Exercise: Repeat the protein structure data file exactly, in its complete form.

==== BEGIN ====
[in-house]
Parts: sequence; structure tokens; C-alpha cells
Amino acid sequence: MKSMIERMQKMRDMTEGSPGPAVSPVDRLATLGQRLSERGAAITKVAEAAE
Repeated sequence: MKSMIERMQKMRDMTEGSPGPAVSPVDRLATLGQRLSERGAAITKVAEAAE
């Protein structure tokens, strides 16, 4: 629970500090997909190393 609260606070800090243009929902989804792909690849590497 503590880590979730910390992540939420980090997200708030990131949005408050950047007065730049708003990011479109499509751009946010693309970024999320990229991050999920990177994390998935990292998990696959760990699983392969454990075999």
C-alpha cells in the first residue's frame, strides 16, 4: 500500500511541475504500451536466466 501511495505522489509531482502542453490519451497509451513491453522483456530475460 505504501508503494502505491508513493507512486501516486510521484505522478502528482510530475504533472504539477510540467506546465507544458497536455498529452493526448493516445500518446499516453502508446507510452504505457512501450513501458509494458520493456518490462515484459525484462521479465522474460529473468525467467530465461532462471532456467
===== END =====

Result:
[in-house]
Parts: sequence; structure tokens; C-alpha cells
Amino acid sequence: MKSMIERMQKMRDMTEGSPGPAVSPVDRLATLGQRLSERGAAITKVAEAAE
Repeated sequence: MKSMIERMQKMRDMTEGSPGPAVSPVDRLATLGQRLSERGAAITKVAEAAE
């Protein structure tokens, strides 16, 4: 629970500090997909190393 609260606070800090243009929902989804792909690849590497 503590880590979730910390992540939420980090997200708030990131949005408050950047007065730049708003990011479109499509751009946010693309970024999320990229991050999920990177994390998935990292998990696959760990699983392969454990075999």
C-alpha cells in the first residue's frame, strides 16, 4: 500500500511541475504500451536466466 501511495505522489509531482502542453490519451497509451513491453522483456530475460 505504501508503494502505491508513493507512486501516486510521484505522478502528482510530475504533472504539477510540467506546465507544458497536455498529452493526448493516445500518446499516453502508446507510452504505457512501450513501458509494458520493456518490462515484459525484462521479465522474460529473468525467467530465461532462471532456467